Some people dismiss Valentine's Day as a consumerist holiday pushed by marketers, but I like seeing milestones throughout the year; they remind me to think about changes I might undertake to make myself happier, healthier, more productive, or more creative.
Sure, January 1 or my birthday is an arbitrary date, but it helps nudge me to reflect and to plan.
I use Valentine's Day to remind me to think about ways to show more love toward the people in my life, and in particular, my husband Jamie. The fact is, research shows that married people often show more consideration to others than they do to each other. I can do better!
Our dog Barnaby is always so excited to see Jamie walk through the door—I might not be able to match that level of enthusiasm, but I do want to demonstrate my love and attention.
And I want to include efforts that are manageable, that don't take a lot of time, energy, or money. Of course, sometimes it's important to make a big gesture, but I think that a lot of tiny, quick gestures go a long way to showing affection.
I don't always follow through with these intentions, but I try to...
1. Snap to attention. I find it hard to drag my attention away from my book, my phone, the newspaper, a TV show...but when Jamie talks to me, I remind myself to pay attention, and to show that I'm paying attention by putting down my book, muting the TV, or whatever.
2. Help with a chore. Sometimes, I help out when he's doing a chore, even when it's "his" chore. Jamie and I have a tacit agreement: the second person out of bed makes the bed. That means that he's almost always the one making the bed. Sometimes, when I walk into the bedroom while he's doing it, I start helping without saying a word. Or if he's unpacking groceries, I fight my urge to skulk out of sight and instead pitch in. This shows a cooperative, helpful spirit.
3. Send fun photos and updates. Jamie loves to know what everyone's doing, so I take photos of our daughters, Barnaby, or anything else that I think he'd like to see, and I text little notes about something that's happening—even something like "Your package arrived." Super-quick, and he gets a big kick out of it. (I do the same thing for our daughter Eliza when she's away at college.)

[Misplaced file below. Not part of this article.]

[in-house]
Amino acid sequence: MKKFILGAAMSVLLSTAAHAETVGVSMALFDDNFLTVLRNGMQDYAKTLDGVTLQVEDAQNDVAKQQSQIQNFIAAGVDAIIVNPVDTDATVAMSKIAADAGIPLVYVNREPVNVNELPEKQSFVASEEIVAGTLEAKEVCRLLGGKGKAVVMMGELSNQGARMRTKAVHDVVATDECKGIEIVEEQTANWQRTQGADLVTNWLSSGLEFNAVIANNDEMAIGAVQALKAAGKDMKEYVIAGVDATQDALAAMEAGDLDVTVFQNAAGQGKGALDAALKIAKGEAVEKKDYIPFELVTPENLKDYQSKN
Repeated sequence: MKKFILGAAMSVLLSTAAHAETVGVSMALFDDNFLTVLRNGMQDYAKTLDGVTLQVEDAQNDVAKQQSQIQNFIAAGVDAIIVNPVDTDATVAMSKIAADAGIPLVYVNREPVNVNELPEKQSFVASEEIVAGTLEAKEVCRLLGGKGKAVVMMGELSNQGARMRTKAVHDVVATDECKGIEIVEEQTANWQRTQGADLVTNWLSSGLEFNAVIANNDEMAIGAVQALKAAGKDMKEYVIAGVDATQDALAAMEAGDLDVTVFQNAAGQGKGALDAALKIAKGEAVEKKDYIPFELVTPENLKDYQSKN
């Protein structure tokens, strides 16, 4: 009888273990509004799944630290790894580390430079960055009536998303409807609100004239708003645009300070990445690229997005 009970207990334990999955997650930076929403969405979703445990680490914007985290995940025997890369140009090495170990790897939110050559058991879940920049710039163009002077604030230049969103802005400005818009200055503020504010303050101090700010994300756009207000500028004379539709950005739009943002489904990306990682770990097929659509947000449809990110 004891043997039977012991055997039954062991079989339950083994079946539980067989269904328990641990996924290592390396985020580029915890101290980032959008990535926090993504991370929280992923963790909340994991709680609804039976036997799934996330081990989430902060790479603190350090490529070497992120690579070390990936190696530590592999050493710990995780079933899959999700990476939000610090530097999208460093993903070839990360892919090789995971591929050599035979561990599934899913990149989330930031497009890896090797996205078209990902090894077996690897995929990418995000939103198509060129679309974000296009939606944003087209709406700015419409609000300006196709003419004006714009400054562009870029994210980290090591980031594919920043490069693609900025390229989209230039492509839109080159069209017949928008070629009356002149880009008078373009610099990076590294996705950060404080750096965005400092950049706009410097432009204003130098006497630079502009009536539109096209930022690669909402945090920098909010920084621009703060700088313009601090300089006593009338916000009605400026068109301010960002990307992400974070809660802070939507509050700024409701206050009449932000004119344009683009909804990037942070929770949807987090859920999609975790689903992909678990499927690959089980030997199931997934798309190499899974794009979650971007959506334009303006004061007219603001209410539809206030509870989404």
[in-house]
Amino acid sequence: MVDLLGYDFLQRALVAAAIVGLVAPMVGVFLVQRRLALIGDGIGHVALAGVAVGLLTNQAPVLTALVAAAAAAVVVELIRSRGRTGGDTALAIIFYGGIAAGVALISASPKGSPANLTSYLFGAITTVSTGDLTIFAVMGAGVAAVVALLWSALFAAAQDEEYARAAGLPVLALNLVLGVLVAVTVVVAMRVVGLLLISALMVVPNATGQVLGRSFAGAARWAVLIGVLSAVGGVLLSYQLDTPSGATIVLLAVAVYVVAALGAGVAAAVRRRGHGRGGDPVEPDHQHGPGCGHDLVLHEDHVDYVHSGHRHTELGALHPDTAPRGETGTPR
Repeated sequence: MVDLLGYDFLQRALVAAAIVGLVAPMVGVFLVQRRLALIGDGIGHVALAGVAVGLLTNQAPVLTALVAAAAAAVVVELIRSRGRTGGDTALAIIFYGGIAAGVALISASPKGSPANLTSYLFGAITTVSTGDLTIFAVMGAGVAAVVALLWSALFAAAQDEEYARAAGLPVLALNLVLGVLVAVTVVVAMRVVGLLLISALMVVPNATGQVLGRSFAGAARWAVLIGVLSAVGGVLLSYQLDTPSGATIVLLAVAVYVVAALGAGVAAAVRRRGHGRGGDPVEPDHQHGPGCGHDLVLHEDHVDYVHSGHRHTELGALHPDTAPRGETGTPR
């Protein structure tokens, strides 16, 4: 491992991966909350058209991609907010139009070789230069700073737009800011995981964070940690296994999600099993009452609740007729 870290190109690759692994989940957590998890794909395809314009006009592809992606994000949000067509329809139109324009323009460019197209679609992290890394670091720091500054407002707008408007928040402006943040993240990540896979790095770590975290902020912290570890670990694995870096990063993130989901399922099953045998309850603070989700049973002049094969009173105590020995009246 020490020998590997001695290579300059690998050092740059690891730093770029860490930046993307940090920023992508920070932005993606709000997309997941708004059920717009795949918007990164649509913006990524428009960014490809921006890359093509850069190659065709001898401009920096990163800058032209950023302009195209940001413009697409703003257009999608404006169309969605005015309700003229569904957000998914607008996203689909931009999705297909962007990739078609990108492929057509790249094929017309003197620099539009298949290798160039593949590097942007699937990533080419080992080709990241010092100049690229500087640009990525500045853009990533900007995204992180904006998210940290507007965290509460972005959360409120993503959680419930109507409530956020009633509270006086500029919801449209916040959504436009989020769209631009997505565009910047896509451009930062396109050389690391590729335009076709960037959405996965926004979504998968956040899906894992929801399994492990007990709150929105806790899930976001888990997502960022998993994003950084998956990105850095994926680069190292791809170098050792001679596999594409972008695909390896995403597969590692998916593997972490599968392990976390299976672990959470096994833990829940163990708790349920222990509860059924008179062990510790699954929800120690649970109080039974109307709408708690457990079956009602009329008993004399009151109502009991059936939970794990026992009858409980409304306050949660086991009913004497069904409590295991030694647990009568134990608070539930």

Explain why I'm asking him to do something. Like all Questioners, he doesn't like to be told without explanation, "Please buy a highlighter on your way home." He needs to understand why. So I take a few extra moments to give an explanation: "Please buy a highlighter on your way home, Eleanor needs it for her homework."
Don't ask unnecessary questions. Many Questioners—and Jamie is very much in this camp—don't like to answer questions, especially questions that they deem pointless. (Yes, it's ironic that Questioners resist answering questions, but what can I say, it's a very common pattern.) While asking questions is a popular way to start a conversation or to show that you want to connect with someone, I've learned to avoid this strategy with Jamie. It doesn't open up a good conversation; it puts him on edge.
(Want to know if you're a Questioner like Jamie—or an Upholder like me, or an Obliger, or a Rebel? Take my free, quick quiz to find out. More than 3.2 million people have taken this quiz.)
5. Respond quickly to his questions or requests. It's so draining when people don't answer, don't send necessary information, say they'll do something but then forget, and so on. Jamie is so important to me; I try to demonstrate that by being as responsive to him as possible.
6. Look for opportunities to be thoughtful. I try to remember to say, "I'm going to the drugstore, do you need anything?" "I'm going to the library, want me to pick up any books for you?"
7. Accommodate his quirks, when possible. Sometimes, a little thing matters more to Jamie than to me. For instance, when we travel (remember when people traveled?), he always wants to unpack right away. This isn't important to me, but hey, I have to unpack sometime, so I do it right away because he cares. Also, I tend to leave items out on various counters to remind me to deal with them, and after a while, this starts to bother Jamie. He's funny like that. So I've become much better about moving things along quickly, or at least putting them out of sight until I can deal with them. Bonus: this increased outer order gives me more inner calm, too.
You might think, "This all sounds good, and I wish my sweetheart would make these gestures to me!"
One truth about happiness is that we can't change other people; we can only change ourselves. But when we change, a relationship changes, and when we change, the atmosphere of our household changes. I've seen that by acting in a loving way, I inspire Jamie to behave more lovingly too.
Of course, there are more significant things we can do to show love. But it's also good to have a bunch of little gestures as well.
What easy, quick ways have you found to show love to your sweetheart?
If you're looking for ideas to boost connection and fun in your romantic relationship, join my 30-day Relationship Challenge. Each day, you’ll receive a text message to your mobile phone, with an audio message from me, with that day’s challenge. Use promo code SHOWLOVE to get half off when you join this month.
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